August 2005

Arts & Letters

Drought essay: Recognising the derision as fear

By Les Murray

Death gets into the suburbs, but sleek

turnover highrise keeps it out of mind

 

and wilderness, wrapped in its own deaths,

scarcely points us at ours,

 

but furred rusty machines, and grey

boards unglazed for heritage or holiday –

 

you can’t truck in enough bricks.

Settled country is the land of the dead,

 

there you are taught love as mourning,

you shop in boarded-up places.

 

It’s great to follow car-dust

out towards the Mistake,

 

way past a working people’s farm,

long widowed, standing in space.

Les Murray

Les Murray is an award-winning Australian poet with more than 30 published collections of work, including Taller When ProneThe Biplane HousesWaiting for the Past and The Best 100 Poems of Les Murray. His work has been translated into ten foreign languages.

Cover: August 2005

August 2005

From the front page

Failing our kids

A decade of debate about school funding, and we’re going backwards

Photo of Liam Gallagher

Don’t look back in anger: Liam and Noel Gallagher

As interest in Oasis resurges, talking to the combative brothers recalls their glory years as ‘dirty chancers, stealing riffs instead of Ford Fiestas’

Image from ‘Atlantics’

Mati Diop’s haunting ‘Atlantics’

The French-Senegalese director channels ancient fables and contemporary nightmares in this ghostly love story

Illustration by Jeff Fisher

Diaries (2018–19)

Collected thoughts on writers seeking permission to write, Eurydice Dixon, the Nobel for Murnane and dealing with errant chooks


In This Issue

Illustration by Jeff Fisher.

Comment

The true daughter

Illustration by Jeff Fisher.

Sarah has an interview

A dandy comes a cropper

It’s a very Australian thing to glorfy the rich, famous and dead. And yet Rene Rivkin was never really one of us, was he?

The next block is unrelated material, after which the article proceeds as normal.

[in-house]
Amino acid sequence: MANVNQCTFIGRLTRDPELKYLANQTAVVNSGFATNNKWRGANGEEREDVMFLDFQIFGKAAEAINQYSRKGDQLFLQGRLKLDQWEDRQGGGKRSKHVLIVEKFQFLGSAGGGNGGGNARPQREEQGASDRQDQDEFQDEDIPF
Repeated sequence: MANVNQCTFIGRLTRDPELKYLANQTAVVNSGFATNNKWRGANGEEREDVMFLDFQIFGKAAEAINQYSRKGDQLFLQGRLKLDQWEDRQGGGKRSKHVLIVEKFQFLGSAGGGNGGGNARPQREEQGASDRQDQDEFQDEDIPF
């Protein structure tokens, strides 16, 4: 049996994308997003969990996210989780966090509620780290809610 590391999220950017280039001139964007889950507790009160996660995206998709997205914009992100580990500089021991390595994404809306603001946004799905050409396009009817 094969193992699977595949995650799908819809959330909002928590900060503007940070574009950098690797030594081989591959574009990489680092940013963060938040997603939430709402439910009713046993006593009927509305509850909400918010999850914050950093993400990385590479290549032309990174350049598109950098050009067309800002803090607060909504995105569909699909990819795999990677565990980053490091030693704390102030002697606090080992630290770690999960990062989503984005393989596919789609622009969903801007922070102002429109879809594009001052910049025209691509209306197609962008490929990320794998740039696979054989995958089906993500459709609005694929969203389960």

More in The Monthly Essays

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Stasiland now

Thirty years after the fall of the Berlin Wall, the author of ‘Stasiland’ reveals the ongoing power of the former East German regime, not just in politics and business but also in shaping perceptions of victimhood in unified Germany

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Peace with dishonour

On the West’s Trump-led exit from the wreckage of the Middle East

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Australia 2.0

The America’s Cup winged keel and the transformation of a nation

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Remember her name

Were systemic racism and unconscious bias among police officers behind the death in custody of Tanya Day?


Read on

Image from ‘Atlantics’

Mati Diop’s haunting ‘Atlantics’

The French-Senegalese director channels ancient fables and contemporary nightmares in this ghostly love story

Image of Nasty Cherry

‘I’m with the Band: Nasty Cherry’

This Netflix series pays lip service to female empowerment in the music industry, but ultimately reinforces its limits

Image from ‘The Crown’

Streaming highlights: November 2019

‘The Crown’, ‘For All Mankind’ and ‘Dickinson’ offer new perspectives on history, and pragmatism meets pyramid schemes in ‘On Becoming a God in Central Florida’

Image of Quarterly Essay 76: Red Flag

What does China want from Australia?

On Australia’s efforts to resist Beijing’s campaign for influence – A Quarterly Essay extract


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